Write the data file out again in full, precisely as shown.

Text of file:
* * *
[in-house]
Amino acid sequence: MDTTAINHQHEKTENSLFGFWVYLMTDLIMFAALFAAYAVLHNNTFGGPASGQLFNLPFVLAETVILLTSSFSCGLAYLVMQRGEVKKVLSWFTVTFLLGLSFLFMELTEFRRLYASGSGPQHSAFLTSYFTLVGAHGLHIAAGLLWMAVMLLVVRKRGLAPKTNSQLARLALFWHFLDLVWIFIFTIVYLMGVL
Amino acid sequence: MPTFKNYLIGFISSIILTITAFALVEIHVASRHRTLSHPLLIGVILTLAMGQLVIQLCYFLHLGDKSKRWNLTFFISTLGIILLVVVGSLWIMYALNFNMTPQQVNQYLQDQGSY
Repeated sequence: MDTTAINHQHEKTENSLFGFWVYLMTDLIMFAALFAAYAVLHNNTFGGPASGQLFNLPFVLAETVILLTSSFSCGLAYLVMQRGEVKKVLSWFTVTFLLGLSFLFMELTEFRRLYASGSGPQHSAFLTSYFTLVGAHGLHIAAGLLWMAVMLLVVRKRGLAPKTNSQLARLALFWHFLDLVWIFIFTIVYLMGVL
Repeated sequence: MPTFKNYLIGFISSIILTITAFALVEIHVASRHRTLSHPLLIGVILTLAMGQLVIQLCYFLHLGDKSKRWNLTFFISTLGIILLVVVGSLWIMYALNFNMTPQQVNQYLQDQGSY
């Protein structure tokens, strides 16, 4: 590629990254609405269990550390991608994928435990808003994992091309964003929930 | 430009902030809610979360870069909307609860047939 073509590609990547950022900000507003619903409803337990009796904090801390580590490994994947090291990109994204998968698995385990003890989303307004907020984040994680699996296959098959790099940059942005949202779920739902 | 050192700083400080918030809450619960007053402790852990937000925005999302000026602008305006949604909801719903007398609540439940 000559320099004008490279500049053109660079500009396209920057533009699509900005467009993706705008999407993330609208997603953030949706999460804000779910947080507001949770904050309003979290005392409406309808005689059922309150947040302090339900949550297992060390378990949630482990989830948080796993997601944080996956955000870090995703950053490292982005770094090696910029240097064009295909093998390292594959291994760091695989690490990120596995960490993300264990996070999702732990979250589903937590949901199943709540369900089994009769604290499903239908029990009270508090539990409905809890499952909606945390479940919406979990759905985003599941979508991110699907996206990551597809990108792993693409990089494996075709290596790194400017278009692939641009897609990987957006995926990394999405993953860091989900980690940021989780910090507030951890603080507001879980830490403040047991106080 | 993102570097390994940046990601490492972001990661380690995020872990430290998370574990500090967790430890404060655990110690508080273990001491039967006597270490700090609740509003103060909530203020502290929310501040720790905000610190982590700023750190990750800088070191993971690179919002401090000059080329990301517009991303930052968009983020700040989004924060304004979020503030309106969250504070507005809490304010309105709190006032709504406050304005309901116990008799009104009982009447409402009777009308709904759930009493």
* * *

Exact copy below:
[in-house]
Amino acid sequence: MDTTAINHQHEKTENSLFGFWVYLMTDLIMFAALFAAYAVLHNNTFGGPASGQLFNLPFVLAETVILLTSSFSCGLAYLVMQRGEVKKVLSWFTVTFLLGLSFLFMELTEFRRLYASGSGPQHSAFLTSYFTLVGAHGLHIAAGLLWMAVMLLVVRKRGLAPKTNSQLARLALFWHFLDLVWIFIFTIVYLMGVL
Amino acid sequence: MPTFKNYLIGFISSIILTITAFALVEIHVASRHRTLSHPLLIGVILTLAMGQLVIQLCYFLHLGDKSKRWNLTFFISTLGIILLVVVGSLWIMYALNFNMTPQQVNQYLQDQGSY
Repeated sequence: MDTTAINHQHEKTENSLFGFWVYLMTDLIMFAALFAAYAVLHNNTFGGPASGQLFNLPFVLAETVILLTSSFSCGLAYLVMQRGEVKKVLSWFTVTFLLGLSFLFMELTEFRRLYASGSGPQHSAFLTSYFTLVGAHGLHIAAGLLWMAVMLLVVRKRGLAPKTNSQLARLALFWHFLDLVWIFIFTIVYLMGVL
Repeated sequence: MPTFKNYLIGFISSIILTITAFALVEIHVASRHRTLSHPLLIGVILTLAMGQLVIQLCYFLHLGDKSKRWNLTFFISTLGIILLVVVGSLWIMYALNFNMTPQQVNQYLQDQGSY
């Protein structure tokens, strides 16, 4: 590629990254609405269990550390991608994928435990808003994992091309964003929930 | 430009902030809610979360870069909307609860047939 073509590609990547950022900000507003619903409803337990009796904090801390580590490994994947090291990109994204998968698995385990003890989303307004907020984040994680699996296959098959790099940059942005949202779920739902 | 050192700083400080918030809450619960007053402790852990937000925005999302000026602008305006949604909801719903007398609540439940 000559320099004008490279500049053109660079500009396209920057533009699509900005467009993706705008999407993330609208997603953030949706999460804000779910947080507001949770904050309003979290005392409406309808005689059922309150947040302090339900949550297992060390378990949630482990989830948080796993997601944080996956955000870090995703950053490292982005770094090696910029240097064009295909093998390292594959291994760091695989690490990120596995960490993300264990996070999702732990979250589903937590949901199943709540369900089994009769604290499903239908029990009270508090539990409905809890499952909606945390479940919406979990759905985003599941979508991110699907996206990551597809990108792993693409990089494996075709290596790194400017278009692939641009897609990987957006995926990394999405993953860091989900980690940021989780910090507030951890603080507001879980830490403040047991106080 | 993102570097390994940046990601490492972001990661380690995020872990430290998370574990500090967790430890404060655990110690508080273990001491039967006597270490700090609740509003103060909530203020502290929310501040720790905000610190982590700023750190990750800088070191993971690179919002401090000059080329990301517009991303930052968009983020700040989004924060304004979020503030309106969250504070507005809490304010309105709190006032709504406050304005309901116990008799009104009982009447409402009777009308709904759930009493």